Nobody doubts that alcohol adversely affects driving. If you ask people about driving with cannabis, however, you’re bound to get a boatload of responses.
While research into “riding with reefer” is ongoing, pot does not improve a driver’s skills. Unlike what some consumers want to believe, recent data shows consuming cannabis negatively impacts driving. Recreational and medical consumers need to be extra careful about when they consume and never drive under the influence of cannabis.
There may not be mountains of data on “high driving,” but a few trends have emerged in recent years. A quick review of the latest research should help thoughtful users understand the risks of using weed behind the wheel.
Do Cannabis Laws Lead To More Crashes? — What The Data Shows
Establishing causation is always tricky; especially when researchers are dealing with a federally illegal drug. However, new evidence suggests that states with recreationally legal cannabis laws have more police-reported crashes.
Indeed, this was a crucial finding in a new IIHS report that analyzed collisions in six states between 2012 – 2016. Three of these states—Colorado, Oregon, and Washington—have cannabis laws that allow recreational use. The nearby control states (Idaho, Nebraska, and Utah) forbid recreational weed.
According to IIHS analysts, the states with legal weed experienced an average increase of 5.2 percent in traffic crashes. Interestingly, collision stats in states without recreational pot dipped by one percent.
These IIHS findings are similar to those in a 2018 report by the Highway Loss Data Institute (HLDI). Instead of tracking police-reported crashes, the HLDI examined average collision claims in states with and without recreational weed. The HLDI’s data found that Colorado and Washington State experienced a significant increase in crash claims versus nearby non-recreational states.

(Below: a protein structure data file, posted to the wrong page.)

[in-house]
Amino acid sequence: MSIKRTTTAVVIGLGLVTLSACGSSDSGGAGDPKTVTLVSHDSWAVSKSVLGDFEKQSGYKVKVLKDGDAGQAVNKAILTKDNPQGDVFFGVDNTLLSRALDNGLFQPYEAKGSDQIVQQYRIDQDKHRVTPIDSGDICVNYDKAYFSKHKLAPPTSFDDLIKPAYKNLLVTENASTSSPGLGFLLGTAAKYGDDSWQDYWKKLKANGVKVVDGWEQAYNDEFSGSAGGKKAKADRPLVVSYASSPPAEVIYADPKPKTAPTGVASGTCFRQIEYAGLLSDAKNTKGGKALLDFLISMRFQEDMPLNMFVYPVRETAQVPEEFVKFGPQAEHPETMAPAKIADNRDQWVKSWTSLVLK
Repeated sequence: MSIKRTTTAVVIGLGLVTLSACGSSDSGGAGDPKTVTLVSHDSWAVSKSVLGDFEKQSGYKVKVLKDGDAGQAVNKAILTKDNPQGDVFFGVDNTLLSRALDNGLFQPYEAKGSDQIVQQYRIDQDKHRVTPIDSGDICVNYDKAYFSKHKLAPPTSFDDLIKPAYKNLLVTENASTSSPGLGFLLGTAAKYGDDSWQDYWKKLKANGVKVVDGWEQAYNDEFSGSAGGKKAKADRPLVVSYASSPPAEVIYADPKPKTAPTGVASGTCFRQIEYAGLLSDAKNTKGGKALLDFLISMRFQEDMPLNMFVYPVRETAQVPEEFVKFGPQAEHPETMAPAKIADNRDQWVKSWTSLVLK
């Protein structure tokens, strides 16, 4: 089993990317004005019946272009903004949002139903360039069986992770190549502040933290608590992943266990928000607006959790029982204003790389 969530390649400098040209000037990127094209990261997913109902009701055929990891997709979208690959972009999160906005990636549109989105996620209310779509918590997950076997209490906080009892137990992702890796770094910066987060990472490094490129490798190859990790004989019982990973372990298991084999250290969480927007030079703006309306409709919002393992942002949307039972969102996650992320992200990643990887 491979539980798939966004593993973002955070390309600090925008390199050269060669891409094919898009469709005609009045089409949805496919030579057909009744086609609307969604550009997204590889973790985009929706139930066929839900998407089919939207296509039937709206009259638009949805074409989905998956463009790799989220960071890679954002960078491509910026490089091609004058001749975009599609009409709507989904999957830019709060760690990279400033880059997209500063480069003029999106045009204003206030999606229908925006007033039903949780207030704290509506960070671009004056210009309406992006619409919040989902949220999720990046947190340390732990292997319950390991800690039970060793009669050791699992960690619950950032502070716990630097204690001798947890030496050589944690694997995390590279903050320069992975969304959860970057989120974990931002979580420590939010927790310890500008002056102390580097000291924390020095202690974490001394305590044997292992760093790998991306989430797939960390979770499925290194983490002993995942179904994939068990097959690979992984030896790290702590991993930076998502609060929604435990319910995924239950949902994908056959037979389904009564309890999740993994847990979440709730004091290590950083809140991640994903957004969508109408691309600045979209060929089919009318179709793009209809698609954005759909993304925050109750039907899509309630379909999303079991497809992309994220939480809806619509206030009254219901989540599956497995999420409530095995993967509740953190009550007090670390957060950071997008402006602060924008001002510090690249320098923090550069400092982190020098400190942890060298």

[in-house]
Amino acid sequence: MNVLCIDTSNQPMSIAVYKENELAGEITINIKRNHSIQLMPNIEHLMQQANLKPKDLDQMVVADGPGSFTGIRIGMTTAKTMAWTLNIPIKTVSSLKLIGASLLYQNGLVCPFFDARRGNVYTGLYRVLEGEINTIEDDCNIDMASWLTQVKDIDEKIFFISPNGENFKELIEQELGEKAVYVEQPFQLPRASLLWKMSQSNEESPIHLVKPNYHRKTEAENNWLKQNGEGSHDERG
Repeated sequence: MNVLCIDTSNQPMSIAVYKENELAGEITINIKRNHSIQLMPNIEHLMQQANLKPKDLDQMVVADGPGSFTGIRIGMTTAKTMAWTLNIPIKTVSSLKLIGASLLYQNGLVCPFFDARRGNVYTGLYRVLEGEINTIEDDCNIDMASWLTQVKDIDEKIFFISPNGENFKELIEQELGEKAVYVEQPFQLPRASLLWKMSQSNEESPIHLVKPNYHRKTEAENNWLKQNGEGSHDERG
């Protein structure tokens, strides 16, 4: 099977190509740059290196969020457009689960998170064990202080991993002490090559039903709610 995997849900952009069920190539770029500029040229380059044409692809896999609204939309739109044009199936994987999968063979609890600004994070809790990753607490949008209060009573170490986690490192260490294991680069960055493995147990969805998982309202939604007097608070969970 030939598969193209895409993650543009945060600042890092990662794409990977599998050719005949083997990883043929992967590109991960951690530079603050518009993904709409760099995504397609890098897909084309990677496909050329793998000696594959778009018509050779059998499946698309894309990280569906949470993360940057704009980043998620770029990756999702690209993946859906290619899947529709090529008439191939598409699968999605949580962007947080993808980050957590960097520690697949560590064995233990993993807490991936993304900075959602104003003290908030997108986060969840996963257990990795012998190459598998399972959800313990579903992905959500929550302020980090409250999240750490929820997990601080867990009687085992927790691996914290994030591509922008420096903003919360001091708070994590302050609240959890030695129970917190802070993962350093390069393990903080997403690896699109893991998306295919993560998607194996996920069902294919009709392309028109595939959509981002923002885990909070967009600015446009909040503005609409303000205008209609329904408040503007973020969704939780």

As state governments looked closer into this issue, they discovered something quite alarming—cannabis isn’t the sole culprit in most crash cases. These findings have led many state officials to propose a new DUI category: “poly-drug driving.”
What Is Poly-Drug Driving?
“Poly-drug driving” is precisely what it sounds like: driving under the influence of two or more drugs. This classification is significant to know because it’s the primary reason drivers who test positive for cannabis get into fatal crashes.
Both the Washington Traffic Safety Commission and the Colorado Division of Criminal Justice have raised concerns over the correlation between poly-drug driving and crash fatalities. Washington State claims that 44 percent of drivers involved in deadly crashes had more than one drug in their system. In 2016, poly-drug driving contributed to 2,264 Colorado collision cases.
By far, the most common combination of drugs is alcohol and THC. Indeed, Colorado found that just 15.5 percent of poly-drug crashes in 2016 didn’t involve THC and liquor. When Colorado officials detected THC in a driver’s bloodstream, there was a 70 percent chance they also had alcohol.
Washington’s Behavioral Risk Factor Surveillance Survey also found that cannabis smokers were more likely to engage in risky behaviors. Binge drinking was the most common dangerous habit associated with cannabis consumers. Researchers also found that cannabis consumers were more likely to drive “buzzed” or neglect to wear their seatbelt.
A 2016 AAA study supported all of these state-sponsored findings. After pouring over hundreds of THC-related DUI reports, AAA found that 23 percent had just cannabis in their system. All of the other cannabis DUI cases had both alcohol and THC.
Even the US Department of Transportation claims that drivers who took alcohol and cannabis are at an 8.4-times greater risk of getting into a fatal crash. These findings strongly suggest alcohol plays a crucial role in fatal cannabis-related crashes.
How Does Alcohol Affect THC?
Since alcohol plays a significant role in THC-related collisions, many scientists are interested in how these drugs work together. In fact, the American Association for Clinical Chemistry (AACC) conducted a trial examining this very issue.
For this study, researchers gave adults one of three vape cartridges. The first group had a placebo, while the other two inhaled varying amounts of THC. Shortly afterward, each participant was given a tiny amount of alcohol or a placebo.